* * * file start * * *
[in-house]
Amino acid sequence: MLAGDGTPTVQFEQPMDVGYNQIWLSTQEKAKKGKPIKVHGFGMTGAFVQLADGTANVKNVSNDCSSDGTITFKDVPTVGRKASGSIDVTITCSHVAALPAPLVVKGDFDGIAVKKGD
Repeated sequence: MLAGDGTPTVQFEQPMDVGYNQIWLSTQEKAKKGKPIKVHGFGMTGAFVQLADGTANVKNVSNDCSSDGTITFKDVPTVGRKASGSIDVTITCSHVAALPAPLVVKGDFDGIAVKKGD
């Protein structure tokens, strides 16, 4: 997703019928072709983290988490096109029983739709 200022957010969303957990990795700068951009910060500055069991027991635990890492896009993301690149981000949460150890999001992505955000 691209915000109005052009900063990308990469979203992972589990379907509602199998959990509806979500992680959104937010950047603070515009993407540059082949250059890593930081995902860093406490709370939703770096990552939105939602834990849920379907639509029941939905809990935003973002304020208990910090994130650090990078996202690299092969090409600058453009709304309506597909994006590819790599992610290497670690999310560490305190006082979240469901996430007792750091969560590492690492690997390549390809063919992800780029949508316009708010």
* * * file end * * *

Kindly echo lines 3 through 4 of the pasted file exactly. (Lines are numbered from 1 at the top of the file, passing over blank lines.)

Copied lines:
Repeated sequence: MLAGDGTPTVQFEQPMDVGYNQIWLSTQEKAKKGKPIKVHGFGMTGAFVQLADGTANVKNVSNDCSSDGTITFKDVPTVGRKASGSIDVTITCSHVAALPAPLVVKGDFDGIAVKKGD
């Protein structure tokens, strides 16, 4: 997703019928072709983290988490096109029983739709 200022957010969303957990990795700068951009910060500055069991027991635990890492896009993301690149981000949460150890999001992505955000 691209915000109005052009900063990308990469979203992972589990379907509602199998959990509806979500992680959104937010950047603070515009993407540059082949250059890593930081995902860093406490709370939703770096990552939105939602834990849920379907639509029941939905809990935003973002304020208990910090994130650090990078996202690299092969090409600058453009709304309506597909994006590819790599992610290497670690999310560490305190006082979240469901996430007792750091969560590492690492690997390549390809063919992800780029949508316009708010």